A Mouse Model for Distal Renal Tubular Acidosis Reveals a Previously Unrecognized Role of the V-ATPase a4 Subunit in the Proximal Tubule

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A Mouse Model for Distal Renal Tubular Acidosis Reveals a Previously Unrecognized Role of the V-ATPase a4 Subunit in the Proximal Tubule

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Title: A Mouse Model for Distal Renal Tubular Acidosis Reveals a Previously Unrecognized Role of the V-ATPase a4 Subunit in the Proximal Tubule
Author: Hennings, J Christopher; Picard, Nicolas; Huebner, Antje K; Stauber, Tobias; Maier, Hannes; Jentsch, Thomas J; Vargas-Poussou, Rosa; Eladari, Dominique; Hübner, Christian A; Brown, Dennis

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Citation: Hennings, J. Christopher, Nicolas Picard, Antje K. Huebner, Tobias Stauber, Hannes Maier, Dennis Brown, Thomas J. Jentsch, Rosa Vargas-Poussou, Dominique Eladari, and Christian A. Hübner. 2012. A mouse model for distal renal tubular acidosis reveals a previously unrecognized role of the V-ATPase a4 subunit in the proximal tubule. EMBO Molecular Medicine 4(10): 1057-1071.
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Abstract: The V-ATPase is a multisubunit complex that transports protons across membranes. Mutations of its B1 or a4 subunit are associated with distal renal tubular acidosis and deafness. In the kidney, the a4 subunit is expressed in intercalated cells of the distal nephron, where the V-ATPase controls acid/base secretion, and in proximal tubule cells, where its role is less clear. Here, we report that a4 KO mice suffer not only from severe acidosis but also from proximal tubule dysfunction with defective endocytic trafficking, proteinuria, phosphaturia and accumulation of lysosomal material and we provide evidence that these findings may be also relevant in patients. In the inner ear, the a4 subunit co-localized with pendrin at the apical side of epithelial cells lining the endolymphatic sac. As a4 KO mice were profoundly deaf and displayed enlarged endolymphatic fluid compartments mirroring the alterations in pendrin KO mice, we propose that pendrin and the proton pump co-operate in endolymph homeostasis. Thus, our mouse model gives new insights into the divergent functions of the V-ATPase and the pathophysiology of a4-related symptoms.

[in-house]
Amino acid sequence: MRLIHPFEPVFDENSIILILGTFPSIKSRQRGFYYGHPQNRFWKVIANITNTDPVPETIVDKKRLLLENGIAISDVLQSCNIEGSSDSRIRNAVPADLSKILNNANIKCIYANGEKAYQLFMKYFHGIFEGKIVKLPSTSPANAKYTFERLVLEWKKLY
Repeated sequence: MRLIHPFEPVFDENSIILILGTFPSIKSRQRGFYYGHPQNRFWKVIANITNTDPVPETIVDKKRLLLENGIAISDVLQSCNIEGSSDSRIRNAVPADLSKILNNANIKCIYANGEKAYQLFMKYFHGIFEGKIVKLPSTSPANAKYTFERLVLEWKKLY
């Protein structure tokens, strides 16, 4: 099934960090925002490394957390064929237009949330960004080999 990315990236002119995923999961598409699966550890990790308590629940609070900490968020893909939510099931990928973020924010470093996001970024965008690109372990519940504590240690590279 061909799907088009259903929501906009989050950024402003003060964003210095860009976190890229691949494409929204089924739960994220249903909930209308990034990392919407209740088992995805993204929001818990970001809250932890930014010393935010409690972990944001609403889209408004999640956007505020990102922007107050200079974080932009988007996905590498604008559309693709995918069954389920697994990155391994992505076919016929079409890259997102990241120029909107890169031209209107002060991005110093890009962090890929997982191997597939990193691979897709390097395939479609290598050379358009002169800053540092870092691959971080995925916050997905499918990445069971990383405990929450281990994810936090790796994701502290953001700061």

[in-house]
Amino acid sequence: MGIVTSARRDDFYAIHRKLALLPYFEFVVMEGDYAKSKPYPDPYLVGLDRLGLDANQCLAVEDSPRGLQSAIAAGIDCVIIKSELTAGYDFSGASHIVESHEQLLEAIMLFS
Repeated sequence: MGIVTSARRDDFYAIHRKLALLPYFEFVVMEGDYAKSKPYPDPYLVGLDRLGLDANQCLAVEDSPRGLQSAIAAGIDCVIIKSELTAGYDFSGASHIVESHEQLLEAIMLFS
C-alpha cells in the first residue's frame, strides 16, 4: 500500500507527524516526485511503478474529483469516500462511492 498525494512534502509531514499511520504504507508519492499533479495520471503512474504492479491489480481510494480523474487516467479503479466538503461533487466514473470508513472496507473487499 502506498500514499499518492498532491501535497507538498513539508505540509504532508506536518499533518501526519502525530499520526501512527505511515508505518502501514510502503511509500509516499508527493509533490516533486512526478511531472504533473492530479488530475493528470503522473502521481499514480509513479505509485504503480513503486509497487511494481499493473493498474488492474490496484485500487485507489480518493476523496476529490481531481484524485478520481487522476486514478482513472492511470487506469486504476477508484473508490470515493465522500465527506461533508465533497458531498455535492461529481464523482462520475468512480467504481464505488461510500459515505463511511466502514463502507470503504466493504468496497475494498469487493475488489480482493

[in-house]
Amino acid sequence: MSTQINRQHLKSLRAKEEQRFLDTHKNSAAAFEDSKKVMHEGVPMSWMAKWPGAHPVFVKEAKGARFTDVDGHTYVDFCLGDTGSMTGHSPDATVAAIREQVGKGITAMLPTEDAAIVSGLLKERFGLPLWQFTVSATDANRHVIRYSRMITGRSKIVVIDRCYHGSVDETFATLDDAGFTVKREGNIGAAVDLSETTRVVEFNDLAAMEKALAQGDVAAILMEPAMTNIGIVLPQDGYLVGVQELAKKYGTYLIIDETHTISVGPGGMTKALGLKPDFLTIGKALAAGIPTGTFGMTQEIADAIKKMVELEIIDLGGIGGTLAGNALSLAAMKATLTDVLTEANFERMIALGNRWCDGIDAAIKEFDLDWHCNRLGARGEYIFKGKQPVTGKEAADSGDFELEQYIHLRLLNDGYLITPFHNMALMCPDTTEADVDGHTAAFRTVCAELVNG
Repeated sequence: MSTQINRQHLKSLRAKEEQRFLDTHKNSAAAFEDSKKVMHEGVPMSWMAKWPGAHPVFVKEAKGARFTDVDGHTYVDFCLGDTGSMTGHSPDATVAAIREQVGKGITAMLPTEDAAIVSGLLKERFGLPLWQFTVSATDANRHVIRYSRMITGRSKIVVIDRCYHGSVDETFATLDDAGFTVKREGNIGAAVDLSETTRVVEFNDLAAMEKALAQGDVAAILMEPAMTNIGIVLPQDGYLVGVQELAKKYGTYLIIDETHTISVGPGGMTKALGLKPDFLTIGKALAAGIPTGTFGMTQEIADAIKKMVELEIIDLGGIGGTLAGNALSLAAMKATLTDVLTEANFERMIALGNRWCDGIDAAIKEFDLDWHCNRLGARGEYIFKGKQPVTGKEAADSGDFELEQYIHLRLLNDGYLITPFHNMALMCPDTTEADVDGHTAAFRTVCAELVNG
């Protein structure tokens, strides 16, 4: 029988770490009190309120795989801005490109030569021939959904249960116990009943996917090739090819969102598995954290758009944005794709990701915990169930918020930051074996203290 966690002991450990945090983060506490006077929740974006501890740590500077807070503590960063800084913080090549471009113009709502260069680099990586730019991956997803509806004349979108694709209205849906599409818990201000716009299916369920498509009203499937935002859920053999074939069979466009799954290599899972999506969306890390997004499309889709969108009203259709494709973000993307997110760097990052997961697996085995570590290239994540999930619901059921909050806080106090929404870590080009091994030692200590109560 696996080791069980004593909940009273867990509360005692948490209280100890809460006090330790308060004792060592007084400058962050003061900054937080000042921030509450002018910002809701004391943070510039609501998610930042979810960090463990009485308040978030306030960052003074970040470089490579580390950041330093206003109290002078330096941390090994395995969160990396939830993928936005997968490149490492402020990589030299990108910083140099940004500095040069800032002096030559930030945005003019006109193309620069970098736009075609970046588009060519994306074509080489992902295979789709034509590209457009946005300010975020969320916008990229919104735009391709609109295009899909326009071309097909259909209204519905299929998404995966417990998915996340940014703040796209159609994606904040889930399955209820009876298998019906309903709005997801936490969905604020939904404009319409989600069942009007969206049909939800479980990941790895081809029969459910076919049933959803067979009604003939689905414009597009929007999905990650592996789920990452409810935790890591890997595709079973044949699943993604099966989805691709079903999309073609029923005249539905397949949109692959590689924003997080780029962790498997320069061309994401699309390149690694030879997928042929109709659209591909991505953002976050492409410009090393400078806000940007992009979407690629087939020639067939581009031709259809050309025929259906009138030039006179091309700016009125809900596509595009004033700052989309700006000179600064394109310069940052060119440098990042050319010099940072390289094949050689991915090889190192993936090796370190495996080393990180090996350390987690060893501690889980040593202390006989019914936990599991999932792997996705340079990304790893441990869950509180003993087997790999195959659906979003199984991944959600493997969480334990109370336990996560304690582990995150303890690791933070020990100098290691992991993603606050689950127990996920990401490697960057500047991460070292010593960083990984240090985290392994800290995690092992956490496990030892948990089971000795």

Published Version: doi:10.1002/emmm.201201527
Other Sources: http://www.ncbi.nlm.nih.gov/pmc/articles/PMC3491836/pdf/
Terms of Use: This article is made available under the terms and conditions applicable to Other Posted Material, as set forth at http://nrs.harvard.edu/urn-3:HUL.InstRepos:dash.current.terms-of-use#LAA
Citable link to this page: http://nrs.harvard.edu/urn-3:HUL.InstRepos:10579392
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